By Annamaria Cavaleri ‘22
Hemianopia is defined as a decreased vision or blindness in half of the visual field because of trauma or stroke. Although research on in this field is limited, neuroimaging evidence suggests that a person’s attention may play a role in restoring vision. Recent studies have shown that vision training has the ability to partially restore vision by improving the deficiency of visual sectors in the brain (1).
In this study, the researchers collected evidence from functional magnetic resonance imaging (fMRI) that connected visual training with the attention network of the brain. Seven chronic hemianopic patients who had lesions in the visual cortex underwent vision rehabilitation training for 1.5 hours a day, six days per week for five weeks. Each training session lasted about 60 minutes and consisted of 120 trial training sessions. During the sessions, participants had to respond to visual stimuli shown on a computer monitor, as well as participate in a pre-test and post-test that included contrast sensitivity training and perimetry testing. The training was done with one eye open and the other covered with an eye patch.
Upon assessment of the data collected from the training sessions, it was shown that patients had improved visual function at the location that had been trained. The fMRI scan displayed that the training had facilitated the strengthening of the cortical connection between the right temporoparietal junction (the part of the brain that deals with reorienting of attention), the insula (the region that processes of information to produce emotions), and the anterior cingulate cortex (the area of decision making and physiological processes).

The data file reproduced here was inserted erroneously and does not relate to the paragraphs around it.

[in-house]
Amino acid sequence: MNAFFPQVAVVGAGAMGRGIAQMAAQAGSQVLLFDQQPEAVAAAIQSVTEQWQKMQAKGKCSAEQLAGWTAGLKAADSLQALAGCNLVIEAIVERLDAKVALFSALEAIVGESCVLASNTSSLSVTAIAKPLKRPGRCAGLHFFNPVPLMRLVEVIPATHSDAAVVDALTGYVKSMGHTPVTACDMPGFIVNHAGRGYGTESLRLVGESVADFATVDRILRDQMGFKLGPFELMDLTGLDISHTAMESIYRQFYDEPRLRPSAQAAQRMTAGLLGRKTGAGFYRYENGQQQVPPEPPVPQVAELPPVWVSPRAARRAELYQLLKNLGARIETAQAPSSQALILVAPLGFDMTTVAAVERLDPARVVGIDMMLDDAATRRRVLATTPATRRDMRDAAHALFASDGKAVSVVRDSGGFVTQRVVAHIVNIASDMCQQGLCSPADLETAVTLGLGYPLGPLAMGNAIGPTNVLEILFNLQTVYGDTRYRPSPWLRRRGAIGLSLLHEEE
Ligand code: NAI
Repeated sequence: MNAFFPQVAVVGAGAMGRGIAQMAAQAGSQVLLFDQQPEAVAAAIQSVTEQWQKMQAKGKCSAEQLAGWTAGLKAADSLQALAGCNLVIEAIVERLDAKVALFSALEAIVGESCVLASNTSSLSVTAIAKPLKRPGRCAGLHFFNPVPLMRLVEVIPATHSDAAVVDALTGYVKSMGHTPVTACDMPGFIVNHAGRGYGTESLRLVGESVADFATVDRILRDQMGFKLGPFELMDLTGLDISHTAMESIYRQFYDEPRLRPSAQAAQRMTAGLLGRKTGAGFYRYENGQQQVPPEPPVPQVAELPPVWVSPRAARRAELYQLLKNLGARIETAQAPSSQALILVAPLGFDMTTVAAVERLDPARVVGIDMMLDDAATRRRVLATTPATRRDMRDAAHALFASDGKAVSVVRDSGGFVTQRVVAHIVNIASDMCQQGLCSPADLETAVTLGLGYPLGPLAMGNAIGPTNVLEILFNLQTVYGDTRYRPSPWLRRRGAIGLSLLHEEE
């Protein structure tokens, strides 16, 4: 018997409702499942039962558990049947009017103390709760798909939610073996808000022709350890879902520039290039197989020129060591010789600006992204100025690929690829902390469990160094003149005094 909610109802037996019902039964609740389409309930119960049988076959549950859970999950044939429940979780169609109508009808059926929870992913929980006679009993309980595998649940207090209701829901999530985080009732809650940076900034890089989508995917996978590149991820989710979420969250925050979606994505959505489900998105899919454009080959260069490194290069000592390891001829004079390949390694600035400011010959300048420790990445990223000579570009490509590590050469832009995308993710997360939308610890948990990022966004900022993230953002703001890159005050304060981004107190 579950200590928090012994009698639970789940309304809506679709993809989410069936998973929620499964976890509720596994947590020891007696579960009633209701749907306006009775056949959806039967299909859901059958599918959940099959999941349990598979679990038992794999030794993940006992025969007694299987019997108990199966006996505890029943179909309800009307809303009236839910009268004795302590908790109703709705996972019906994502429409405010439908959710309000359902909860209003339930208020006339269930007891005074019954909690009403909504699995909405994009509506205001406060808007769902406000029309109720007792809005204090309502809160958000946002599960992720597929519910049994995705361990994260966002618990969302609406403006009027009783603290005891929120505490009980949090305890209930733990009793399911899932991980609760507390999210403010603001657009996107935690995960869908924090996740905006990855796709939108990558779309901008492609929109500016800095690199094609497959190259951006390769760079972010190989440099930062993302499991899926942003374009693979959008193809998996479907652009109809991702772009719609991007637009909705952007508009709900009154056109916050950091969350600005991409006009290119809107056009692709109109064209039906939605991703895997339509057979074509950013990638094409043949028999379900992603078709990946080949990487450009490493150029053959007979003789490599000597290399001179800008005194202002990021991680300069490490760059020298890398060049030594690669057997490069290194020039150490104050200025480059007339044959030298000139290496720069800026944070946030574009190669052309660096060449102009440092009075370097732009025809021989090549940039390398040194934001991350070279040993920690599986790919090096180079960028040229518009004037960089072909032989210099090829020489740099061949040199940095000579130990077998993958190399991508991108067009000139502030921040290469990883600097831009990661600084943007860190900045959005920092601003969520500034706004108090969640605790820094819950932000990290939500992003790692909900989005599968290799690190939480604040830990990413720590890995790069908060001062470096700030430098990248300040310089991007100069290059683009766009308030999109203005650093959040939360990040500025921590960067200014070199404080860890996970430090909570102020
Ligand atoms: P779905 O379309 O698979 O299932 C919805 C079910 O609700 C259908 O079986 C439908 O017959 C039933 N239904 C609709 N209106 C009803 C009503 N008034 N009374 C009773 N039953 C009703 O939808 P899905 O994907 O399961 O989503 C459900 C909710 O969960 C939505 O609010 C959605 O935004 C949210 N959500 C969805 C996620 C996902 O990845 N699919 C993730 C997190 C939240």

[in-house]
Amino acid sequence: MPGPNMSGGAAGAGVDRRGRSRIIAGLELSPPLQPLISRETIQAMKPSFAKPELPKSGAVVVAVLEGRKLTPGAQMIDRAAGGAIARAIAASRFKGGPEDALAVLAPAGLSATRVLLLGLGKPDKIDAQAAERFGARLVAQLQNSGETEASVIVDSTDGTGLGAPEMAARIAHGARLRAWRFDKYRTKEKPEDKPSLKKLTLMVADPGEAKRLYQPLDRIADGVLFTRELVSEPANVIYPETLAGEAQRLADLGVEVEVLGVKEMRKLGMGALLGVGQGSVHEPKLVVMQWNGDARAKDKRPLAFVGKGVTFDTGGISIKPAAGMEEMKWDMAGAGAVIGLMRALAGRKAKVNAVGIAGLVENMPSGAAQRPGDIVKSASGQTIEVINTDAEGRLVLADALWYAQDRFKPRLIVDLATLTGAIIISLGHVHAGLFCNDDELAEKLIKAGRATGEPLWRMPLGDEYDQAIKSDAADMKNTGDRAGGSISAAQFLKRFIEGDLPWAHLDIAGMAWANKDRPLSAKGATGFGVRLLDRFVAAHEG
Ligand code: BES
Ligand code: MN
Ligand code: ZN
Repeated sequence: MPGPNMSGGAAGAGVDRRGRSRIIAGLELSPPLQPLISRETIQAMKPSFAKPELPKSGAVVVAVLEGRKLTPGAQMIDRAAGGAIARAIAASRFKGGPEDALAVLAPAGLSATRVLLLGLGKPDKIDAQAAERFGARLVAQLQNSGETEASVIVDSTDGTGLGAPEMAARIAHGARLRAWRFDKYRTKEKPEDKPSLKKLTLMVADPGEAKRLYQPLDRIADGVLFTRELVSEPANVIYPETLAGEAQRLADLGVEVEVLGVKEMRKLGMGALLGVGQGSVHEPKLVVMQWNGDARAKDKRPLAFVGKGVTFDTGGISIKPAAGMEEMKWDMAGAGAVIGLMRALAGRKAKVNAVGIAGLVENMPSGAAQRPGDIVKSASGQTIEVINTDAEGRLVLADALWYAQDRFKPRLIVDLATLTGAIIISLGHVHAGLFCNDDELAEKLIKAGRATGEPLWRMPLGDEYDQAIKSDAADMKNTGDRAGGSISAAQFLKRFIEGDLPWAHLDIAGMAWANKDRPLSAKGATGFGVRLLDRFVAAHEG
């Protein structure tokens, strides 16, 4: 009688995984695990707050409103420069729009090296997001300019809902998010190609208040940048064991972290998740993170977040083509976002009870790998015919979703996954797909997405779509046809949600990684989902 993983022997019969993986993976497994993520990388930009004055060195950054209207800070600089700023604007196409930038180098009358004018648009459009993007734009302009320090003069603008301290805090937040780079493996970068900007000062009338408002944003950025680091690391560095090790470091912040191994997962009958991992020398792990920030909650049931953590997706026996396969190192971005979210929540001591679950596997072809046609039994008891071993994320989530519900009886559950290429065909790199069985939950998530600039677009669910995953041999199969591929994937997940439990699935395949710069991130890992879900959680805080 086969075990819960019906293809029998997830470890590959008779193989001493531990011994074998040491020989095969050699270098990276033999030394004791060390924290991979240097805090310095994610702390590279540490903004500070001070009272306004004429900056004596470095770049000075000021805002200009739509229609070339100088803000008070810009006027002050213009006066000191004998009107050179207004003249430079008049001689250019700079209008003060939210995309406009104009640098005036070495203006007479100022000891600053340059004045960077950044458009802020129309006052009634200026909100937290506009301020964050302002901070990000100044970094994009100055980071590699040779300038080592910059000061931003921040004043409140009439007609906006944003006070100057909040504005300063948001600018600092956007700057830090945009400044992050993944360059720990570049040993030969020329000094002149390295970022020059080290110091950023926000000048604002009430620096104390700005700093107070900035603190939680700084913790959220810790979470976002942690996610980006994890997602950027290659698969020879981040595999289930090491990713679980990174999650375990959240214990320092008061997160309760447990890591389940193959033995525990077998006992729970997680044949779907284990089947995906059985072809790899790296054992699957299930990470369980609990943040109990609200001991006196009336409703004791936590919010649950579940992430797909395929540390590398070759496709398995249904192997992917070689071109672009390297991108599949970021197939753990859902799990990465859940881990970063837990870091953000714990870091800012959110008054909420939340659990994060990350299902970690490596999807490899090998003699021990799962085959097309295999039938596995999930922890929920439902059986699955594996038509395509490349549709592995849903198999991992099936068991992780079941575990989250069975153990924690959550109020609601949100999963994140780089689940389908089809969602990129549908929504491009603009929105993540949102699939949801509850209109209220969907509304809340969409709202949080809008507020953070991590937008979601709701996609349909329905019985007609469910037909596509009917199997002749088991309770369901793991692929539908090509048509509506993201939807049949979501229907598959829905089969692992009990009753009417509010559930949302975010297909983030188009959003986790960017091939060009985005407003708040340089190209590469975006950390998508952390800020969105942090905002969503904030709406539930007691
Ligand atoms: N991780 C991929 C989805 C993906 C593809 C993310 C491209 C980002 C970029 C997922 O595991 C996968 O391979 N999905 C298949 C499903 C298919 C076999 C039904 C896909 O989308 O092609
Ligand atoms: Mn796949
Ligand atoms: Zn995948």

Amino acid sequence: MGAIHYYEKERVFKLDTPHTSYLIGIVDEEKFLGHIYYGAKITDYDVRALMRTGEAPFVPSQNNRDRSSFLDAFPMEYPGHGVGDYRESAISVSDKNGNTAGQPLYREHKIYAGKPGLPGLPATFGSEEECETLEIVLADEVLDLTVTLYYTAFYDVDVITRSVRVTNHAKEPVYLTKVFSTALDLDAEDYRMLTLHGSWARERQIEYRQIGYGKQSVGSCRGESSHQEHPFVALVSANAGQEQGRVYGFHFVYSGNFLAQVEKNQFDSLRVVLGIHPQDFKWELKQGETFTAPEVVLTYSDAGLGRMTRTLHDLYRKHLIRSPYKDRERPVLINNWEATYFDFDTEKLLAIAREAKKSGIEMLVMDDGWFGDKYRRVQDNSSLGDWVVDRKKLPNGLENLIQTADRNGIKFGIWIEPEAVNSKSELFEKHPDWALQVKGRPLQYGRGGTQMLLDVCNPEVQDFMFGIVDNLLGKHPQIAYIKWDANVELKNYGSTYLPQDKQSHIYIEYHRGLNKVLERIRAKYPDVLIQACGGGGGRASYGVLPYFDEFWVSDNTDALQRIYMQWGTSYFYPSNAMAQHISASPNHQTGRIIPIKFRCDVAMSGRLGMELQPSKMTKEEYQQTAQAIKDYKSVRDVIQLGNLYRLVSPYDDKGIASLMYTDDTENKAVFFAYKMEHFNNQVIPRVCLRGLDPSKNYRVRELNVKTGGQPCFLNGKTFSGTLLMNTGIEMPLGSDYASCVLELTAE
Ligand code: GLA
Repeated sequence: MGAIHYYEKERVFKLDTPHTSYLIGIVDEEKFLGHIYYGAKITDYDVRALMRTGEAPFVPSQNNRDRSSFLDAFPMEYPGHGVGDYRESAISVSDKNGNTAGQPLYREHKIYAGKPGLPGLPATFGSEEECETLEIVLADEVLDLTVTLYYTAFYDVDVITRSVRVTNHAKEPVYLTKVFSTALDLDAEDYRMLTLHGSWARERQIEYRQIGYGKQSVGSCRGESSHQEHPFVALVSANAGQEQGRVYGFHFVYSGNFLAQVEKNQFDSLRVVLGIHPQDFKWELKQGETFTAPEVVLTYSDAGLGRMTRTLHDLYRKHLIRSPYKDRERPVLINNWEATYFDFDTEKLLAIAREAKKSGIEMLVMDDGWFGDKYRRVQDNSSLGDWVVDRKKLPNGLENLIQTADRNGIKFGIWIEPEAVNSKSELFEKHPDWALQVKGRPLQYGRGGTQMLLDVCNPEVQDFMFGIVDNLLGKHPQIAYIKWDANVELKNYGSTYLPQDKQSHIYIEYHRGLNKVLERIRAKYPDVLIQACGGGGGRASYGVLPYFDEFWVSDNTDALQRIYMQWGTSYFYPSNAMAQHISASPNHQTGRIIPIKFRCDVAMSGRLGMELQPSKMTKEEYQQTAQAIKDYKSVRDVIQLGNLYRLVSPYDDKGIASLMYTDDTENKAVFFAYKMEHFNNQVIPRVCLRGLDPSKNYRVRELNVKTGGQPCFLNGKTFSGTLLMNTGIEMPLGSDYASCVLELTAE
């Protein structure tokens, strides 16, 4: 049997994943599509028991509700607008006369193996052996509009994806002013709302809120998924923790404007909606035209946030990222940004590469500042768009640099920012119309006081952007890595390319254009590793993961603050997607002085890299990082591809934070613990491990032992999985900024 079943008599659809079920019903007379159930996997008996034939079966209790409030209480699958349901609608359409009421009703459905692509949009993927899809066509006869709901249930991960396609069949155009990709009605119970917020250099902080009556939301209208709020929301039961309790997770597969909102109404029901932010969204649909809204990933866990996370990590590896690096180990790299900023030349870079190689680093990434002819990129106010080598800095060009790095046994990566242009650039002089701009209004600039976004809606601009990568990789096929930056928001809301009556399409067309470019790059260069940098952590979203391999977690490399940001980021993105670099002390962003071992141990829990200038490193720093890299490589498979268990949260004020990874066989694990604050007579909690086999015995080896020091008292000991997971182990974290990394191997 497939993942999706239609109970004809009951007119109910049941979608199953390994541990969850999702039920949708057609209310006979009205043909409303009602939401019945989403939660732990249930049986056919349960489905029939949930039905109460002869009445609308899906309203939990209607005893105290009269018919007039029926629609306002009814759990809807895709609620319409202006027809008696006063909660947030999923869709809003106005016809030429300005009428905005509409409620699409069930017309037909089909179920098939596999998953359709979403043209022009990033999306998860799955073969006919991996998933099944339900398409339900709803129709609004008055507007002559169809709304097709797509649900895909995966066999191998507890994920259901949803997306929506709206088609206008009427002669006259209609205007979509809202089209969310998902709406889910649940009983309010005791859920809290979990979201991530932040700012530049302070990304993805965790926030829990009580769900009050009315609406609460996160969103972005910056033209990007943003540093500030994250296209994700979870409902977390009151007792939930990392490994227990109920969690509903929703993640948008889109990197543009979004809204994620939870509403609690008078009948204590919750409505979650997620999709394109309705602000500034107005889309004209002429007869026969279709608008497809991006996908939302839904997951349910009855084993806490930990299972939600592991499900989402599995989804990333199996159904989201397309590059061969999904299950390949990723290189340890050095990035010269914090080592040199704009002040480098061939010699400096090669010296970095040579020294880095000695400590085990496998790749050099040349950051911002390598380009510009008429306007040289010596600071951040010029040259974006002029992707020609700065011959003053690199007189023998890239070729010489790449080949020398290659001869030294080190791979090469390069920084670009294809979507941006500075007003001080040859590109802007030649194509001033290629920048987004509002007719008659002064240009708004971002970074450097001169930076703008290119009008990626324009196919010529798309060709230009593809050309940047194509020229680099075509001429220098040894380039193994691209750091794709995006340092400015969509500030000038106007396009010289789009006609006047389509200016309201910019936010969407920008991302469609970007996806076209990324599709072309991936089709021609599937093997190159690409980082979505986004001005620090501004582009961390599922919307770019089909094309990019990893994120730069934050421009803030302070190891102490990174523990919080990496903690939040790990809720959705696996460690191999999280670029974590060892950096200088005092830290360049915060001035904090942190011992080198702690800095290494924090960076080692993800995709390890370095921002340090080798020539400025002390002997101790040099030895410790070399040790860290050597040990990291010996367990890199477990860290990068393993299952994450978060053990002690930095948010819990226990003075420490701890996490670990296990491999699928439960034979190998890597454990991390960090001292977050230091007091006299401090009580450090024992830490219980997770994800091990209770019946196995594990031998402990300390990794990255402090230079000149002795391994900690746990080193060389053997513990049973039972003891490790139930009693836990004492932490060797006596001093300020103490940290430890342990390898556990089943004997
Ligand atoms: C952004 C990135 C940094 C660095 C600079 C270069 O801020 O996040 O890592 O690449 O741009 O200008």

The results of this study demonstrate the importance of attention and the right temporoparietal junction as an aspect of vision restoration training. It would be beneficial to conduct future studies to clarify whether the rehabilitation of attention networks is directly linked to training or the rebalancing of bottom-up sensory streams. Discovering that the brain’s attention network is a key mechanism in partially reversing blindness is an exciting advance and opens the possibilities for new types of therapy.
- Q. Lu, et. al., Visual rehabilitation training alters attentional networks in hemianopia: An fMRI study. Clinical Neurophysiology 129 (2018) doi: 10.1016/j.clinph.2018.05.027.
- Image retrieved from: http://www.ssc.education.ed.ac.uk/courses/vi&multi/vnov072i.html